Lawyers as johns, and judges as prostitutes?  Across the United States, attorneys (“johns,” as the analogy goes) are giving campaign money to judges (“prostitutes”) and then asking those judges for legal favors in the form of rulings for themselves and their clients.  Despite its pervasiveness, this practice has been rarely mentioned, much less theorized, from the attorneys’ ethical point of view.  With the surge of money into judicial elections (e.g., Citizens United v. FEC), and the Supreme Court’s renewed interest in protecting justice from the corrupting effects of campaign money (e.g., Caperton v. A.T. Massey Coal Co.), these conflicting currents and others will force the practice to grow both in its pervasiveness and in its propensity to debase our commitment to actual justice and the appearance of justice.  This Article takes, in essence, the first comprehensive look at whether attorneys’ campaign contributions influence judicial behavior and our confidence in the justice system (they do), whether contributions have untoward systemic effects (again, they do), and most fundamentally, whether attorneys act ethically when they contribute to judges before whom they appear (they do not, all else being equal).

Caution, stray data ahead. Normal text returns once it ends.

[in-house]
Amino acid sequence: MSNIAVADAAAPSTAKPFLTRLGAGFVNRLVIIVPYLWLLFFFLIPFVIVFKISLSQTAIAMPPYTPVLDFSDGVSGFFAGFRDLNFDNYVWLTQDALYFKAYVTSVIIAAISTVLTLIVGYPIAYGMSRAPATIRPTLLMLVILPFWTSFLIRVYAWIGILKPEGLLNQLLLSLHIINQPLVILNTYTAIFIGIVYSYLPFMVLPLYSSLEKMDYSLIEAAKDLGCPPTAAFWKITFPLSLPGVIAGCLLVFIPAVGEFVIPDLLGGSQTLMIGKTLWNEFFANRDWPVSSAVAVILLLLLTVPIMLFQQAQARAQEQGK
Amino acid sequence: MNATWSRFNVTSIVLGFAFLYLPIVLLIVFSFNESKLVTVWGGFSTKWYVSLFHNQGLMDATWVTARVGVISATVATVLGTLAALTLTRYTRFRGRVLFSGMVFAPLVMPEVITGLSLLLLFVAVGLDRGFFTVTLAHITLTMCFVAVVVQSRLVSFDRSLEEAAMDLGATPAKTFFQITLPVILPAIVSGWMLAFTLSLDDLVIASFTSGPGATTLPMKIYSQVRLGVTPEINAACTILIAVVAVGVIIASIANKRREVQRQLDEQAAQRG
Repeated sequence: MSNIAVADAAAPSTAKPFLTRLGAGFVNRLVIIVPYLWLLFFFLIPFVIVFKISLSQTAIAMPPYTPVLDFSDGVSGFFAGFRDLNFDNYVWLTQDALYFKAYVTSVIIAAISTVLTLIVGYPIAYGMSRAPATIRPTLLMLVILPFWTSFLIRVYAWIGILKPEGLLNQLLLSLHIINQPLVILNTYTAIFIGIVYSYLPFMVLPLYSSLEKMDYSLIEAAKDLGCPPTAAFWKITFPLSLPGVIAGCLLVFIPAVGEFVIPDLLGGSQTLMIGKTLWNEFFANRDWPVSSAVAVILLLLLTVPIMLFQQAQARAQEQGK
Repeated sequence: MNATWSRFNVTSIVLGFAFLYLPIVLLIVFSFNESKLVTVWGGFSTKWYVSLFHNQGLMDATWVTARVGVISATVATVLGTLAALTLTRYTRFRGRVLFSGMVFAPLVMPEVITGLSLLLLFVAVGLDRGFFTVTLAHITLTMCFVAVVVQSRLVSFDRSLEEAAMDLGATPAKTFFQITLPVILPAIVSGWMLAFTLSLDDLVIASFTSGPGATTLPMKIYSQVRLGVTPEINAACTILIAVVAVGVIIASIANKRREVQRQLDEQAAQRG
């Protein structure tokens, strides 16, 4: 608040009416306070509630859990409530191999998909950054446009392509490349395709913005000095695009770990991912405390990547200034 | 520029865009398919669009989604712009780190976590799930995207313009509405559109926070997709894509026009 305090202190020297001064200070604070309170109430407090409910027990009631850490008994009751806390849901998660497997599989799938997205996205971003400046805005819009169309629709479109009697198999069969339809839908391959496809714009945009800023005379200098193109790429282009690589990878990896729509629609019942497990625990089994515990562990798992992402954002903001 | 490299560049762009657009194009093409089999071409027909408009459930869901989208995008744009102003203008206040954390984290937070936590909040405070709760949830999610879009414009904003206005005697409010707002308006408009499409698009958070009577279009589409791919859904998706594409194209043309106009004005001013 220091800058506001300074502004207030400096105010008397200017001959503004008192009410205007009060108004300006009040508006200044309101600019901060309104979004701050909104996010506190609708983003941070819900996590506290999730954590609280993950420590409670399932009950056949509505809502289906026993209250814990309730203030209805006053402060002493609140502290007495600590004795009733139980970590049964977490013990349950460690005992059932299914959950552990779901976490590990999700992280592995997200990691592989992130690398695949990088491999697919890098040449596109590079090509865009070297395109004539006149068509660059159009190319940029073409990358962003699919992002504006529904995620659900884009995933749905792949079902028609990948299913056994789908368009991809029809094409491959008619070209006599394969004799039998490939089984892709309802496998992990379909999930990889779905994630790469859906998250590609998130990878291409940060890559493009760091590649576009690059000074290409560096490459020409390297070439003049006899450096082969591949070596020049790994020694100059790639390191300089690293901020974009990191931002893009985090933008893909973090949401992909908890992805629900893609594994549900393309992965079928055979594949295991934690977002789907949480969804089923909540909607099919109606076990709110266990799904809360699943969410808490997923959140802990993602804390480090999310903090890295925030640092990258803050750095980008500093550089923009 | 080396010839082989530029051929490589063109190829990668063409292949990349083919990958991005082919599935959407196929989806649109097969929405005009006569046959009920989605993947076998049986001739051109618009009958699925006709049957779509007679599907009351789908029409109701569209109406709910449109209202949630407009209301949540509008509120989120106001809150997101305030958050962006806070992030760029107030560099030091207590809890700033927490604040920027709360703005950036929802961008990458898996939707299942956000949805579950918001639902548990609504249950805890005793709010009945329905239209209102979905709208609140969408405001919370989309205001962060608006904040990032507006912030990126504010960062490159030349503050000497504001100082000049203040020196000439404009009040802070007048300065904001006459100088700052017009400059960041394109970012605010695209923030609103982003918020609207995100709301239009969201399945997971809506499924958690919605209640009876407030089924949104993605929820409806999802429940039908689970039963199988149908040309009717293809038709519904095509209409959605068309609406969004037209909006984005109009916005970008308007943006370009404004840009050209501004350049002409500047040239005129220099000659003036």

The article can be downloaded for free at this link, which can also be found in Articles

Posted in Judicial Campaigns, Judicial Disqualification & Recusal, Judicial Ethics Generally, Judicial Selection | Leave a Comment »

Judge Reinhardt’s Refusal to Recuse Himself

Posted by monroefreedman on Friday, December, 3, 2010

According to Law.com, the motion was based on allegations that the judge’s wife’s is a longtime advocate for gay rights, that she conferred with the plaintiffs about the suit before it was filed, and that her office, the ACLU, filed an amicus brief in the trial court in the same case.

In his short memo denying the motion, the judge did not deny any of the allegations. He simply said that he could be impartial.

First, his saying that does not meet the statutory requirement.

Second, his wife’s record of advocacy is not in itself enough.

However, if she did confer with the plaintiffs in planning the suit, and if she is still Director of a an organization that filed an amicus in the case, I believe that a reasonable person might question the judge’s impartiality – not would question, but might question, and not might decide, but might question.   A principal reason for my conclusion is that a person who has been involved in this very litigation is in a position to have frequent ex parte communications with the judge.